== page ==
Although the issue of offender decision-making pervades almost every discussion of crime and law enforcement, only a few comprehensive texts cover and integrate information about the role of decision-making in crime. The Oxford Handbook of Offender Decision Making provide high-quality reviews of the main paradigms in offender decision-making, such as rational choice theory and dual-process theory. It contains up-to-date reviews of empirical research on decision-making in a wide range of decision types including not only criminal initiation and desistance, but also choice of locations, times, targets, victims, methods as well as large variety crimes including homicide, robbery, domestic violence, burglary, street crime, sexual crimes, and cybercrime. Lastly, it provides in-depth treatments of the major methods used to study offender decision-making, including experiments, observation studies, surveys, offender interviews, and simulations.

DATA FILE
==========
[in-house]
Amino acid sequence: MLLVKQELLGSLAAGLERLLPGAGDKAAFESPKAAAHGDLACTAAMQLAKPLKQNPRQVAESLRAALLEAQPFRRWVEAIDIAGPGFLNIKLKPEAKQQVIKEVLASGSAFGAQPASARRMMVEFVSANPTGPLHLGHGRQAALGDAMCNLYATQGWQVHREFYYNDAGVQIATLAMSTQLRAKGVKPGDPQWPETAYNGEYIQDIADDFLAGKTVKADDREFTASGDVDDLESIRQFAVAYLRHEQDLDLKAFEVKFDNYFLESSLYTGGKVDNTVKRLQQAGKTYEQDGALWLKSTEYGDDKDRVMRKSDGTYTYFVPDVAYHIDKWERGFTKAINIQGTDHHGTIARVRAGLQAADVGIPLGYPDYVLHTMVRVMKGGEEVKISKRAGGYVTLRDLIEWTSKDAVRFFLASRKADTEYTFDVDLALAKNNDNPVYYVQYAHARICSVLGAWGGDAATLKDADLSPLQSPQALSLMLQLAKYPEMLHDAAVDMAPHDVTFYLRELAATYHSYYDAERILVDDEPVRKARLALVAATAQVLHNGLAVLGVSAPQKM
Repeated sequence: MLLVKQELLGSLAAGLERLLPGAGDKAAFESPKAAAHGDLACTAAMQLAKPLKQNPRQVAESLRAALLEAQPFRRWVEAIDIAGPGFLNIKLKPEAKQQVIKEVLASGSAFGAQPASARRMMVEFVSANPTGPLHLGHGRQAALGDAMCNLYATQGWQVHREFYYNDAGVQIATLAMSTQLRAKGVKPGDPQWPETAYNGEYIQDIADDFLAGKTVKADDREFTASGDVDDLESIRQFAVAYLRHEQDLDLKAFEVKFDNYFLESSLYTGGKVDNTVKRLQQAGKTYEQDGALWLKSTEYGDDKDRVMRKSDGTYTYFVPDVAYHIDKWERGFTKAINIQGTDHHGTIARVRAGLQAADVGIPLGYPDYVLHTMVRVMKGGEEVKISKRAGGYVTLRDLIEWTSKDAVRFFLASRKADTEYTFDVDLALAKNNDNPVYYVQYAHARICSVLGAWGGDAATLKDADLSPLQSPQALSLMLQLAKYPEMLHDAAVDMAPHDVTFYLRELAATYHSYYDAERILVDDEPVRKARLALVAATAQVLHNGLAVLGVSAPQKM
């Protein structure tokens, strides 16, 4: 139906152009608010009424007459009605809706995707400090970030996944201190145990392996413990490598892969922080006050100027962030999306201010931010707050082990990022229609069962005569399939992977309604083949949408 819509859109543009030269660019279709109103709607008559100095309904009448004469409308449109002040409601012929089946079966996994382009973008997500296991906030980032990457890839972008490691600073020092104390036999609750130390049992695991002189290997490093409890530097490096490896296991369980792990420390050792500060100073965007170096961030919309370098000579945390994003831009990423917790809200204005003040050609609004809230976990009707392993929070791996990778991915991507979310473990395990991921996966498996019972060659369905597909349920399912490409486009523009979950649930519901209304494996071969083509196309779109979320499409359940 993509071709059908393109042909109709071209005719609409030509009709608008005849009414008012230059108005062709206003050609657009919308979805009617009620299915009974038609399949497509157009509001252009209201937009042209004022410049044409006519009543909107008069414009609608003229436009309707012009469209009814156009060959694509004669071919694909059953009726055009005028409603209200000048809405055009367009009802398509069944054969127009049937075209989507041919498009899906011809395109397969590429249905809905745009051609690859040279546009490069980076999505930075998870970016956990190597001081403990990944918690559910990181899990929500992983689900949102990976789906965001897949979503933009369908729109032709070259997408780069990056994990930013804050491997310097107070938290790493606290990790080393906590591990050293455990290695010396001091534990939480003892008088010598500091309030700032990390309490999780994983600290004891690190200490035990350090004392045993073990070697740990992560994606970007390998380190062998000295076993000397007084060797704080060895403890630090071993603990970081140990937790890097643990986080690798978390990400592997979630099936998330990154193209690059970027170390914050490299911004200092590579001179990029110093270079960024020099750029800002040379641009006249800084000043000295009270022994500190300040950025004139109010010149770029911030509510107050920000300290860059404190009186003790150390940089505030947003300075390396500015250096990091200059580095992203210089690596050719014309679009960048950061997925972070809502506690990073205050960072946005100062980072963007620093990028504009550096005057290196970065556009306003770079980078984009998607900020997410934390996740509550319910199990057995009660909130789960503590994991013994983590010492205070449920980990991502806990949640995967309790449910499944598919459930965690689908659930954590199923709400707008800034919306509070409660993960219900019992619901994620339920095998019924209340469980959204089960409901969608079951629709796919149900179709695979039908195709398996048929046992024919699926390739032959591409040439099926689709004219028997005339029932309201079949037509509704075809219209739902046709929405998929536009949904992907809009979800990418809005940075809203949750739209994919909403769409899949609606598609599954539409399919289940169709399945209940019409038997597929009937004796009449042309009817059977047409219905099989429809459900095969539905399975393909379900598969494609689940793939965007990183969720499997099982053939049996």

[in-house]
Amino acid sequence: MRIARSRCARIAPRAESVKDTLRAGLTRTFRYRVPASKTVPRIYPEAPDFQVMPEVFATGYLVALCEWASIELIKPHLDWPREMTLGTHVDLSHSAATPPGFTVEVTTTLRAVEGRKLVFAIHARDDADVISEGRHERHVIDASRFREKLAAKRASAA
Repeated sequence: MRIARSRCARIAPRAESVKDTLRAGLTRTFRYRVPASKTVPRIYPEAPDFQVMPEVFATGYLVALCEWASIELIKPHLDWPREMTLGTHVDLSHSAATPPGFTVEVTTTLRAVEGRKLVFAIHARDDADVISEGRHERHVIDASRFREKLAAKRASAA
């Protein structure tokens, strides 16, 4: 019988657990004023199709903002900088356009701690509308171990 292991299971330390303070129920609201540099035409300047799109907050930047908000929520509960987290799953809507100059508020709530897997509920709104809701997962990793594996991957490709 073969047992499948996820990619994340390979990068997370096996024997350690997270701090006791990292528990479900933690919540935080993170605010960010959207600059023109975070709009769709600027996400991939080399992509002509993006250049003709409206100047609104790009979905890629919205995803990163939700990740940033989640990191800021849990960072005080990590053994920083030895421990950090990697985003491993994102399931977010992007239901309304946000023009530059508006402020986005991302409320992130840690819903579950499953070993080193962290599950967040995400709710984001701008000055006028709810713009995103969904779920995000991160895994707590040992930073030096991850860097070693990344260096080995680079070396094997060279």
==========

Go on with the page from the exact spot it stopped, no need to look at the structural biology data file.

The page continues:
Comprehensive and authoritative, the Handbook will quickly become the primary source of theoretical, methodological, and empirical knowledge about decision-making as it relates to criminal behavior.